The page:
My past, as grim as it may be, has become a truly invaluable asset. Now I am responsible to help others find and maintain recovery as I have. It is our similar experiences that form our bond. Every week someone who is new to recovery, unsure of a way out, will tell me a story from their recent past that has haunted them and brought their hand to pour another drink or load another syringe. They tell me of their great shame with hesitation and eyes fearful of judgment. When they're finished they bow their head, unable to have eye contact. I smile and say in complete honesty, "Yeah, I did that too." Suddenly their burden of shame and uniqueness is washed away. Then I tell them how different things are for me today. To have a miracle performed on or for you is one thing, but to voluntarily play a role in someone else's miracle-- that's a sublime privilege.

How does an outlaw, a junkie and drunk, a failure in every respect, become an agent of God? How can I, who just years ago was sure that this world would be better without me, now do God's bidding? I don't really have an answer because God works in ways I don't understand. He humorously seems to use the least likely people as His accessories. If that's the case, I don't spend too much time questioning it.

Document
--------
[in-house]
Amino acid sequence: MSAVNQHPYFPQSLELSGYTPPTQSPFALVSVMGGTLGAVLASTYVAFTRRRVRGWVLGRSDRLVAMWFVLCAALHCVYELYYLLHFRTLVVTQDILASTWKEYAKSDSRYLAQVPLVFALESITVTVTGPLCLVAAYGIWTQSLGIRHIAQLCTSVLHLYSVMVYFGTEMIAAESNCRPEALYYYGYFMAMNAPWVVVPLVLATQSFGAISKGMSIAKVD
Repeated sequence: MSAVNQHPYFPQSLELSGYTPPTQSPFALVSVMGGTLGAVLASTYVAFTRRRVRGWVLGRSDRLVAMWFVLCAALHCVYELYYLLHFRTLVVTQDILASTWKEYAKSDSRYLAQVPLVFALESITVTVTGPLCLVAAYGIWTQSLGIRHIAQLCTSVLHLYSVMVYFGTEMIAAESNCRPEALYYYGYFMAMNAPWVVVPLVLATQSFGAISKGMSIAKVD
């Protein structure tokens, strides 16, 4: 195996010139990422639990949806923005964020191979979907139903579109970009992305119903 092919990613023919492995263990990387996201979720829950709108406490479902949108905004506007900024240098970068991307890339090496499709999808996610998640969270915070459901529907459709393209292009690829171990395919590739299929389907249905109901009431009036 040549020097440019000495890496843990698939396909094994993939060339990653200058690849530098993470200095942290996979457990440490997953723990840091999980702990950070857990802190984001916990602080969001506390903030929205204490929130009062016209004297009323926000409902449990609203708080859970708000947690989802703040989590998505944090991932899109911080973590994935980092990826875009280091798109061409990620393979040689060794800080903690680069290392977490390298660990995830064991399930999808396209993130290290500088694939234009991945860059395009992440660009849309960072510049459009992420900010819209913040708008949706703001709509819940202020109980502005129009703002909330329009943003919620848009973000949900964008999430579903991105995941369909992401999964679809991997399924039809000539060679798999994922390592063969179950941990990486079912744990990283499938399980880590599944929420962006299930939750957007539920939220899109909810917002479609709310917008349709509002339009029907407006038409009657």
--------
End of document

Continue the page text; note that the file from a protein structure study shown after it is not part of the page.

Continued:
Within six months of surrendering to God and working hard at my sobriety, I enrolled again in school and graduated soon after with Latin honors and a college experience I could never have dreamed of having. It's been over three years since that night I fell to my knees and I haven't felt hopeless since. My life is not "okay." It's extraordinary. That's not to say that I have millions of dollars, fame, everyone thinks I'm the greatest, and there's nothing in this world I cannot do. What I mean is that every morning I do my best to turn over my will to God and be open to His will, asking Him to work through me, and that's a prayer He never denies. When I'm awake to the opportunities, they're at every corner.

I know this about God. He can take dreadful situations and reinvent them into something wonderful.

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Footnote: (1) Philippians 4:8,9